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The Colorblind ScreenTelevision in Post-Racial America$
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Sarah Nilsen and Sarah E. Turner

Print publication date: 2014

Print ISBN-13: 9781479809769

Published to NYU Press Scholarship Online: March 2016

DOI: 10.18574/nyu/9781479809769.001.0001

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PRINTED FROM NYU Press SCHOLARSHIP ONLINE (www.nyu.universitypressscholarship.com). (c) Copyright University of NYU Press Press, 2019. All Rights Reserved. An individual user may print out a PDF of a single chapter of a monograph in NYSO for personal use.date: 13 October 2019

Matchmakers and Cultural Compatibility

Matchmakers and Cultural Compatibility

Arranged Marriage, South Asians, and Racial Narratives on American Television

Chapter:
(p.261) 11 Matchmakers and Cultural Compatibility
Source:
The Colorblind Screen
Author(s):

Shilpa Davé

Publisher:
NYU Press
DOI:10.18574/nyu/9781479809769.003.0011

This chapter looks at the manner in which interracial relationships are rendered in media during a period defined by post-racial identity formations. It examines episodes from television shows that feature Indian weddings such as The Simpsons (1989–), The Office (2005–13), and Miss Match (2003–4) to argue that twenty-first-century portrayals of arranged marriages on television provides a narrative that dissolves rather than emphasizes the foreign nature of the arrangement process in American culture, and instead shows a compatibility between American and Indian ideas of matchmaking. In a post-racial world, the phrase “arranged marriage” is a racial and cultural marker of South Asian and particularly Indian culture, which makes it an appropriate and provocative topic of discussion. An examination of how racial narratives operate in a supposed post-racial world highlights the intersection of racial and gendered narratives about romance and marriage.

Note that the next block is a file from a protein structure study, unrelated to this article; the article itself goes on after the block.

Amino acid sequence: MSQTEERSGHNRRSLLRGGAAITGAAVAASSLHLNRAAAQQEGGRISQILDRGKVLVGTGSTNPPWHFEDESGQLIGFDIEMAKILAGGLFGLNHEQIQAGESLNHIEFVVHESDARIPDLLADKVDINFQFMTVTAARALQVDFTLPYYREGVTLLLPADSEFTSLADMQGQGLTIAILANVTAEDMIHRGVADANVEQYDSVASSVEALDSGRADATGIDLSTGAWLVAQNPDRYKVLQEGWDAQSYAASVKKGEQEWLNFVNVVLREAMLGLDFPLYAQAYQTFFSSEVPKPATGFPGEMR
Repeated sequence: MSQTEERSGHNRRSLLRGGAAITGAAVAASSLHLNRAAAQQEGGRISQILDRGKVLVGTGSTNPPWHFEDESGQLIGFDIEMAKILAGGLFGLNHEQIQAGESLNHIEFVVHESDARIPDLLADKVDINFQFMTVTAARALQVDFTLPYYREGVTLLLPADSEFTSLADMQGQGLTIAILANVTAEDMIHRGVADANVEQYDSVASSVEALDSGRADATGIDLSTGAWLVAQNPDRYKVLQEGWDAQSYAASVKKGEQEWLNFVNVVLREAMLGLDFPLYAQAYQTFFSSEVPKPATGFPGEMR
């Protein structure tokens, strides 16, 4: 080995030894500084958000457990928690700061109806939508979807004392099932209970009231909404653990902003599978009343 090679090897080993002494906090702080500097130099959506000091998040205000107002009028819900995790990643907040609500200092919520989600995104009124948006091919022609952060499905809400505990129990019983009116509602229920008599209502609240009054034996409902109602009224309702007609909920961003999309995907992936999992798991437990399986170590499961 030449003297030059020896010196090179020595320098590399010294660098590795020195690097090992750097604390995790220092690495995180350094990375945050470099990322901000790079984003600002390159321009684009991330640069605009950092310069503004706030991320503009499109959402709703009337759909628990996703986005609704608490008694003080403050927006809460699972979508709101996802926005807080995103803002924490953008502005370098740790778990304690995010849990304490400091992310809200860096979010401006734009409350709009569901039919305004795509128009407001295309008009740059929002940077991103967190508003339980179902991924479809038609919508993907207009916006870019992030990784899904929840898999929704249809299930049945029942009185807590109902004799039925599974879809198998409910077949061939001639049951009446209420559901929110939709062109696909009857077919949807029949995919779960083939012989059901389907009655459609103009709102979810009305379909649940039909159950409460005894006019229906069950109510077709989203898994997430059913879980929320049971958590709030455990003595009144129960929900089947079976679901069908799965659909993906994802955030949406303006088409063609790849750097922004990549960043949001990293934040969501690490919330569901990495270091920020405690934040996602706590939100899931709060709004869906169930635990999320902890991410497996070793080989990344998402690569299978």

Keywords:   interracial relationships, media, identity formations, post-racial, Indian weddings, matchmaking, arranged marriage, racial narratives, romance, Indian culture

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